Originally Posted by Spinlock
sbopkg only works with SlackBuilds.org scripts, not the main Slackware build scripts.
I hear this a lot but the whole truth is that sbopkg works with SBo-compatible hierarchies and scripts (which may be what is meant but a new user probably wouldn't understand it that way). For instance, you can have a local repo of non-SBo buildscripts. (I have fvwm 2.5.x (since it's not suitable for SBo because fvwm 2.4.x is an official Slackware package) and so on.)
<digression>Also, while there's no sense in trying to use sbopkg to rebuild Slackware (there's no sense in rebuilding Slackware at all - it's not a linear process and you'd be missing Slack's mojo anyway), you can get as far as dumping Slackware's source directory into local (or linking it to local) and ending up with a pile of some of the packages. At least 'sbopkg -V local -e continue -b ed -b time' build those two packages and deposited them in /tmp/SBo.
Slackware builds don't have info files and, unless they were originally SBo scripts, Slackware scripts don't have the OUTPUT variable (which sbopkg currently relies on in a critical spot) and some apps (like bsd-games) don't respect much of anything you tell them and so on. So there are errors with all packages and serious ones with some of them and, as I say, no point in it even if it would work. So I'm not suggesting doing this.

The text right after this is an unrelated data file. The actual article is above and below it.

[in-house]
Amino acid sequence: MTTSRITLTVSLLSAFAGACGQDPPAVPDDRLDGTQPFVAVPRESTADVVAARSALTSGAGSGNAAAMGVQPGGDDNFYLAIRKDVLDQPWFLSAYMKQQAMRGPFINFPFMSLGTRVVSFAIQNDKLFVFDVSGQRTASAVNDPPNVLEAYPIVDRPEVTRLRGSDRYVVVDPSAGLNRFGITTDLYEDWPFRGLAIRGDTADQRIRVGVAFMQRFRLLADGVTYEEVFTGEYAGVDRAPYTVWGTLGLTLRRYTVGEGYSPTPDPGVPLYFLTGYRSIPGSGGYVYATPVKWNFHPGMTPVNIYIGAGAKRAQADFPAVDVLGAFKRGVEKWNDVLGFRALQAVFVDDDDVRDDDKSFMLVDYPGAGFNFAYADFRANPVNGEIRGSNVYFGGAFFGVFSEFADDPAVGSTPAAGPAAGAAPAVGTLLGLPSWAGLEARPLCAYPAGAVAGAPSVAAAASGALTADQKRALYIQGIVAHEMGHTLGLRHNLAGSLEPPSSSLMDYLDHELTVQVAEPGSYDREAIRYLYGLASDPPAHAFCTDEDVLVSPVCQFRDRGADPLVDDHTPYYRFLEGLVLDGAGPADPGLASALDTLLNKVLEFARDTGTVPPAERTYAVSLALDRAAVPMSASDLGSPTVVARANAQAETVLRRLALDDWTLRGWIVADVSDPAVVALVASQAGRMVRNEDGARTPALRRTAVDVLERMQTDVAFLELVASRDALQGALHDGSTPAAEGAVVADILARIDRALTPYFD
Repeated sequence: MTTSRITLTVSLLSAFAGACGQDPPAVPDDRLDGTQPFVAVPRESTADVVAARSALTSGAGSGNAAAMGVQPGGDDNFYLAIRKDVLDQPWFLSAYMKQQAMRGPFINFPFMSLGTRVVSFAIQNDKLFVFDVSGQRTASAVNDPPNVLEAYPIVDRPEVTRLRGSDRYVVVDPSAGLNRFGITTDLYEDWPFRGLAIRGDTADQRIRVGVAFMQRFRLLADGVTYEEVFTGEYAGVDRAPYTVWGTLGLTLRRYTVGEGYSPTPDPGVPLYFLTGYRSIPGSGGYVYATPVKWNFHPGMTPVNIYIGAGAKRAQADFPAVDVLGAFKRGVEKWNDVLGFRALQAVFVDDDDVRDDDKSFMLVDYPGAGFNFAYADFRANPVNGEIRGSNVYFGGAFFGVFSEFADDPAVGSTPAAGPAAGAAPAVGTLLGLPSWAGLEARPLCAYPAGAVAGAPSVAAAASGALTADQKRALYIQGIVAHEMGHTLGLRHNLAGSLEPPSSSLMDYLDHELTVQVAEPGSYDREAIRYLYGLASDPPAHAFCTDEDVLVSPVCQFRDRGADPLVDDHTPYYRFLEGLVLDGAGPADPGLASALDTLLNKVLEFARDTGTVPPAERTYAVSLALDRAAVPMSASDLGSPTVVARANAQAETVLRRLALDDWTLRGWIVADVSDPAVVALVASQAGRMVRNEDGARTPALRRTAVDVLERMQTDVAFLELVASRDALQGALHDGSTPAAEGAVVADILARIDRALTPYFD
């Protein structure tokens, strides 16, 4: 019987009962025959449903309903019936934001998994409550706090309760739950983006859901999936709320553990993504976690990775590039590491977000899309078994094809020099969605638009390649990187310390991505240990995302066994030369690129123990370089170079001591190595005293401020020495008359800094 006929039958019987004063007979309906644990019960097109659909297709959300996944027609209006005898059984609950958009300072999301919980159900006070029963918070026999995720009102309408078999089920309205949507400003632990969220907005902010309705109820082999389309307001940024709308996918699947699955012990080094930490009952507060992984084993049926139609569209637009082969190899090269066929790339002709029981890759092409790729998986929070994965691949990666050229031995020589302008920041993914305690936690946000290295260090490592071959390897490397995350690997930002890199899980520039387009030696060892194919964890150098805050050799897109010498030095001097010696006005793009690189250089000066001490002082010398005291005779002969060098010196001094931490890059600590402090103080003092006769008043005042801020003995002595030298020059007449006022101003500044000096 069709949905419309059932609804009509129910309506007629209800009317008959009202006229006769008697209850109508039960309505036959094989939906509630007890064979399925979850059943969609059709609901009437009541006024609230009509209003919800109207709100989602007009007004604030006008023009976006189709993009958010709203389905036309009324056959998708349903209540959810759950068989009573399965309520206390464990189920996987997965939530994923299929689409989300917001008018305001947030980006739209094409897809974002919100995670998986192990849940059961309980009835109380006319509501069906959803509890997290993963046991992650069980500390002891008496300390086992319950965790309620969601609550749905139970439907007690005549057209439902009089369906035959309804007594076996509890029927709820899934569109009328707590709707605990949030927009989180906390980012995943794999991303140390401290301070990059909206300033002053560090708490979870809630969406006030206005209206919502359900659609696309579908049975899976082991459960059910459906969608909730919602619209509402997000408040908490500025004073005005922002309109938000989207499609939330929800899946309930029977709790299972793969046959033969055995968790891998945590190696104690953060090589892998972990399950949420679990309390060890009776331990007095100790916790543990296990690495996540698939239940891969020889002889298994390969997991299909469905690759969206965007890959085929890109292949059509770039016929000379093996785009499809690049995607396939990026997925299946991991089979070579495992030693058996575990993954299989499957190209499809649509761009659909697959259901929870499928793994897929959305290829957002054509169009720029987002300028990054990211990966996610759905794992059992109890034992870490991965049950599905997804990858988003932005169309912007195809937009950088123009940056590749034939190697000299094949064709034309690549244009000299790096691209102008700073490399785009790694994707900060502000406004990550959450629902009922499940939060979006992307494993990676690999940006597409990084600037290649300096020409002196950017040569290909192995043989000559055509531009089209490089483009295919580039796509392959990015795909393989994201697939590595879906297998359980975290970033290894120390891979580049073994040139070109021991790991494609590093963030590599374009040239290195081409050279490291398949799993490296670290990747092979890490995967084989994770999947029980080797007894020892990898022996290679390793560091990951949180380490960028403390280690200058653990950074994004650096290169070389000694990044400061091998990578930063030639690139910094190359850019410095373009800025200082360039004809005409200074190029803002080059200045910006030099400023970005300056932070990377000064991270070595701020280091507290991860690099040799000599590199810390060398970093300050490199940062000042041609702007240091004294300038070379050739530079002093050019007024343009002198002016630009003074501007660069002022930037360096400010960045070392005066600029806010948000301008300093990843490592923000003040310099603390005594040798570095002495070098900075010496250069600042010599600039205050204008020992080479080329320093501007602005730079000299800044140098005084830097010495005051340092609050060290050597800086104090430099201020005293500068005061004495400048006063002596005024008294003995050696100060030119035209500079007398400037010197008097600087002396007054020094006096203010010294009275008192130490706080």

I'm just saying that sbopkg is intended to build personal/compatible stuff and, with a little bull-headedness, can be made to do things it isn't even intended to do. It's even possible to edit the SlackBuild to produce customized output
Just file this digression under the 'stupid' part of the principle that 'UNIX was not designed to stop its users from doing stupid things, as that would also stop them from doing clever things.'</digression>